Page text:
Article 7.10 says “Notwithstanding the foregoing, the Chairperson of RJMEC shall report all serious incidents of violation and critical issues that may arise during the implementation of the Agreement to the RTGoNU, and copy to the Chairperson of IGAD Council of Ministers. The Chairperson of IGAD Council of Ministers shall upon receipt of such reports, convene an Extra-Ordinary meeting of the IGAD Council of Ministers within 14 days, to decide appropriate timely remedial actions.”
Per R-ARCSS Article 7.2. the membership of the RJMEC comprises representatives of the Parties to the Agreement, other South Sudanese stakeholders, and regional and international guarantors and partners of South Sudan.
On Addressing Transparency, and having timely, reliable official channels
Reports about alterations of laws, disappearances of Bills passed by the legislature, and such occurrences have been recurrent in South Sudan.
One of the issues is related to having an official, impartial Gazatte that makes official publications online and in print and is not politically compromised by any, including the executive arm of government.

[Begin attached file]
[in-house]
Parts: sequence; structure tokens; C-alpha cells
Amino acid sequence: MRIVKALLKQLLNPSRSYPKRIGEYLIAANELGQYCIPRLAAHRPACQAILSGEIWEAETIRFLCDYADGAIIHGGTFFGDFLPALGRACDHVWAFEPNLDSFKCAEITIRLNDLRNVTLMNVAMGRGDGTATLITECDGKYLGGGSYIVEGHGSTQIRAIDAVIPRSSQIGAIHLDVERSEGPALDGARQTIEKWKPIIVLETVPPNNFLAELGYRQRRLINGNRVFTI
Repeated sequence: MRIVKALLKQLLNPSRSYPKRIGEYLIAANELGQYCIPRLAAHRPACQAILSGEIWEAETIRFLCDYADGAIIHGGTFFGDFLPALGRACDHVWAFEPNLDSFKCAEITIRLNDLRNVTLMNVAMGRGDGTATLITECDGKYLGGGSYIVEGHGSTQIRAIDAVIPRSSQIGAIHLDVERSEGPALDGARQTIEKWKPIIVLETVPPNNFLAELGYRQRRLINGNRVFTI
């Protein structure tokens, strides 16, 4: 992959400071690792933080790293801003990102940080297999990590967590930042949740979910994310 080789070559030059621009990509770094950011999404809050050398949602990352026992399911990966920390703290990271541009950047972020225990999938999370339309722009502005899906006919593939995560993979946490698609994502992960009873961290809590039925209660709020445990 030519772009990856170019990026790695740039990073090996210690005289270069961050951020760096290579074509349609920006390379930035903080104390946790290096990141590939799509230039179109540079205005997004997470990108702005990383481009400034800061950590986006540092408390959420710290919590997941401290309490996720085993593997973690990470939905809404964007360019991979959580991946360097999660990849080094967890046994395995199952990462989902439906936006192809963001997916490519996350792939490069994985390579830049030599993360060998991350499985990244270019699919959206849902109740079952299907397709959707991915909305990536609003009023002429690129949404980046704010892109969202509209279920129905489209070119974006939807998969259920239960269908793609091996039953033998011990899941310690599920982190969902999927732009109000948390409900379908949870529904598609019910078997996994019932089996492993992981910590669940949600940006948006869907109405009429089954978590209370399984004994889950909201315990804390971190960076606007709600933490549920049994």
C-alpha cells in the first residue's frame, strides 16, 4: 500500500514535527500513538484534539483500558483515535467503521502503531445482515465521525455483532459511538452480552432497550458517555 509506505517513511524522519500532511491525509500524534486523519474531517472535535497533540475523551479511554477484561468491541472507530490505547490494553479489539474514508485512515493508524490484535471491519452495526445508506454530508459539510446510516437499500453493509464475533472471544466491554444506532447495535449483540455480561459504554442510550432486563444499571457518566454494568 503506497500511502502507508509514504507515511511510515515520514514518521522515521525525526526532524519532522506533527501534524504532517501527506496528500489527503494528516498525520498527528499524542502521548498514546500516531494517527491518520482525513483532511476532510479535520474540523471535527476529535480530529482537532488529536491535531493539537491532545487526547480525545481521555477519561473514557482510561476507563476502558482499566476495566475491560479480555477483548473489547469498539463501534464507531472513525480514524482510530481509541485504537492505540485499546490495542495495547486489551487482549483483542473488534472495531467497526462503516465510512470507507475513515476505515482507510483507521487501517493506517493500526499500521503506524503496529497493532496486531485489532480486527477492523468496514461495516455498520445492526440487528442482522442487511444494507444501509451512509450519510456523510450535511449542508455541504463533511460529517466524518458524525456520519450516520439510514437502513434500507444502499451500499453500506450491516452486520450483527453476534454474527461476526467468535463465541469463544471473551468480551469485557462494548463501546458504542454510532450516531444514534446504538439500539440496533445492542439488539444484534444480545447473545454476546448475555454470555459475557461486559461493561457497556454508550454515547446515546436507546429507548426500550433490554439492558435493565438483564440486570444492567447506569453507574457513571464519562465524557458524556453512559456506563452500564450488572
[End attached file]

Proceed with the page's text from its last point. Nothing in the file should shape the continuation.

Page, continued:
Section 9 of The Ministry of Legal Affairs and Constitutional Development Organization Act, 2008 has established, within the Ministry, the Directorate of Legislation, Gazette, Publication, and Printing. Section 9 (2) says the Directorate shall exercise “all powers reasonably necessary to fulfil” functions of the Ministry including “printing and publishing the Southern Sudan Gazette and any other necessary government publications.” As the saying goes, that is where the devil lies. That is where many important issues of the laws of South Sudan get stuck. The political and other compromises including lack of the required transparency is clear, even as the name of the ministry has changed over time.